Food Engineering

FDA urged to require testing methods for biotech crops

March 22, 2003
The Grocery Manufacturers of America (GMA) urged the U.S. Food and Drug Administration (FDA) to require that testing methods be put in place before new biotech crops are released into the marketplace.

In written comments to FDA, GMA said it strongly supports a mandatory premarket notification process for biotech foods, and suggested that requiring a testing method for a biotech crop would permit organizations "throughout the food chain to have confidence in the identity of the product."

GMA urged FDA to require the development of a "validated analytical test method" at the time that a genetically modified food is being considered by the agency under the consultation process, a period during which all genetically modified food undergoes review by FDA.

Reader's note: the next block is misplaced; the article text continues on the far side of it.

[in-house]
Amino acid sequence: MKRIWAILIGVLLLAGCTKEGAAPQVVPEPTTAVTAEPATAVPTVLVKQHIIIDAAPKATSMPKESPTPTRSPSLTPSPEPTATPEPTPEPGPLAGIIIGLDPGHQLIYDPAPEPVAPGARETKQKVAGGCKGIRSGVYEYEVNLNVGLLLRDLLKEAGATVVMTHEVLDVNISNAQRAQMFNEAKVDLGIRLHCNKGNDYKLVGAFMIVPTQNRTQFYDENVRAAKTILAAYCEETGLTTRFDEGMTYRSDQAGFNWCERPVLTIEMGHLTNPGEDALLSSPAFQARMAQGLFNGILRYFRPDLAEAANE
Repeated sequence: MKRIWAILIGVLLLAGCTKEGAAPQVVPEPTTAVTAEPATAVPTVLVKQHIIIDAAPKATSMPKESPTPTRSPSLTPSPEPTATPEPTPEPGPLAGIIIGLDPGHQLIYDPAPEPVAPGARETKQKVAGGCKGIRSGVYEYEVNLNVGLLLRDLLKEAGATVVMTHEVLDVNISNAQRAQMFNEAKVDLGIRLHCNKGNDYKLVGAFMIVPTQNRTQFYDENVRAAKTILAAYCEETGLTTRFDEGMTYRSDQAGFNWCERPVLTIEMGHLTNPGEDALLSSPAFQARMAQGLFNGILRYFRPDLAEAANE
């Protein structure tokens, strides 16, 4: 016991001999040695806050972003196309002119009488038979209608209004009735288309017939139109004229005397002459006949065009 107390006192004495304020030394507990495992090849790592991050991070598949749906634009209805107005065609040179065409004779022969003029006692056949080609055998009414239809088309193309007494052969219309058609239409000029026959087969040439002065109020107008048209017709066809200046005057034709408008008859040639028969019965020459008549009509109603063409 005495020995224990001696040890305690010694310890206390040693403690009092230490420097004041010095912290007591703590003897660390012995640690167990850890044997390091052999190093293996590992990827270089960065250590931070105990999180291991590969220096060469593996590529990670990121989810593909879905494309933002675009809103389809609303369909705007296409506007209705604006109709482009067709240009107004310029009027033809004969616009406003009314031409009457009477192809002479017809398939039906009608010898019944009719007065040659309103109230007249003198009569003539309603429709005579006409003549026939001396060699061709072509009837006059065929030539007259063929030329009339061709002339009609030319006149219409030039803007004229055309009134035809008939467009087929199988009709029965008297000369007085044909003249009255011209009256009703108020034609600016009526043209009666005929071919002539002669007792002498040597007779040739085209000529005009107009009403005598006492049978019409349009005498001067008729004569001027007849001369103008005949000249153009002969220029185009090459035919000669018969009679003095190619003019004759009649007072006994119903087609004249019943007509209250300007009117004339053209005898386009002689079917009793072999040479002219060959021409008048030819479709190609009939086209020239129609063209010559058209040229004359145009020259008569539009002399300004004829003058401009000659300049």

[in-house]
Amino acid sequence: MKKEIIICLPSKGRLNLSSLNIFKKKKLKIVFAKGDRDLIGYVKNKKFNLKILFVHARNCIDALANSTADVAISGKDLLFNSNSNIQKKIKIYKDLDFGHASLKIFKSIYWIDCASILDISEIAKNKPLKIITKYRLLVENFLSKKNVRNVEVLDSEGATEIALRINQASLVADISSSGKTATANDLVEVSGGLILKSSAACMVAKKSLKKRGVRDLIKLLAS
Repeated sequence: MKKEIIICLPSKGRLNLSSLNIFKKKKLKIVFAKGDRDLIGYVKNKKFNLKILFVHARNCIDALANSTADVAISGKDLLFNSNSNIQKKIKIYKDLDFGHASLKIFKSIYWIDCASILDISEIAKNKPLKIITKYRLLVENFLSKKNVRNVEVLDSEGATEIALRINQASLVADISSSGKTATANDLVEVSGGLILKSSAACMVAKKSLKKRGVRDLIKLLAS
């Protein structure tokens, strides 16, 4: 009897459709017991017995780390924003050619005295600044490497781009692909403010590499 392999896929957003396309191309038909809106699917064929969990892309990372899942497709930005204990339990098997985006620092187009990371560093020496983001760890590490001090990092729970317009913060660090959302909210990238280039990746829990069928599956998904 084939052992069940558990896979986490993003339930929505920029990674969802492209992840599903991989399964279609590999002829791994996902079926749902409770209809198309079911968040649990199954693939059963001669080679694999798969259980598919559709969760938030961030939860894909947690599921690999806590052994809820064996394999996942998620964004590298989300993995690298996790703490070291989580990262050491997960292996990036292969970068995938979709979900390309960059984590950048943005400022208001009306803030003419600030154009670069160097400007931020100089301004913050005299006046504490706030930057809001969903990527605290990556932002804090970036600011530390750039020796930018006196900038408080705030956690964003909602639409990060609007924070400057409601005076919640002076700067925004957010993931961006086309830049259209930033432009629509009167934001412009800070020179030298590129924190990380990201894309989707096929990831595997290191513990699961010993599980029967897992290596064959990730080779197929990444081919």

"This will make an already effective regulatory system more open and transparent, which is a positive step for consumers," said Lisa Katic, GMA director of scientific and nutrition policy.

GMA endorses the presumption of generally recognized as safe (GRAS) status for genetically modified food containing transferred genetic material or the products of that material when they do not differ significantly from other substances commonly found in food at comparable or greater levels.

Starlink, a type of biotech corn not approved for human consumption, was found in taco chips last fall, prompting a massive recall of more than 300 products.

Because many countries will not accept foods made from biotech crops, and some require such foods to be labeled, Katic said it is imperative for manufacturers to be able to tell whether ingredients include gene-altered crops.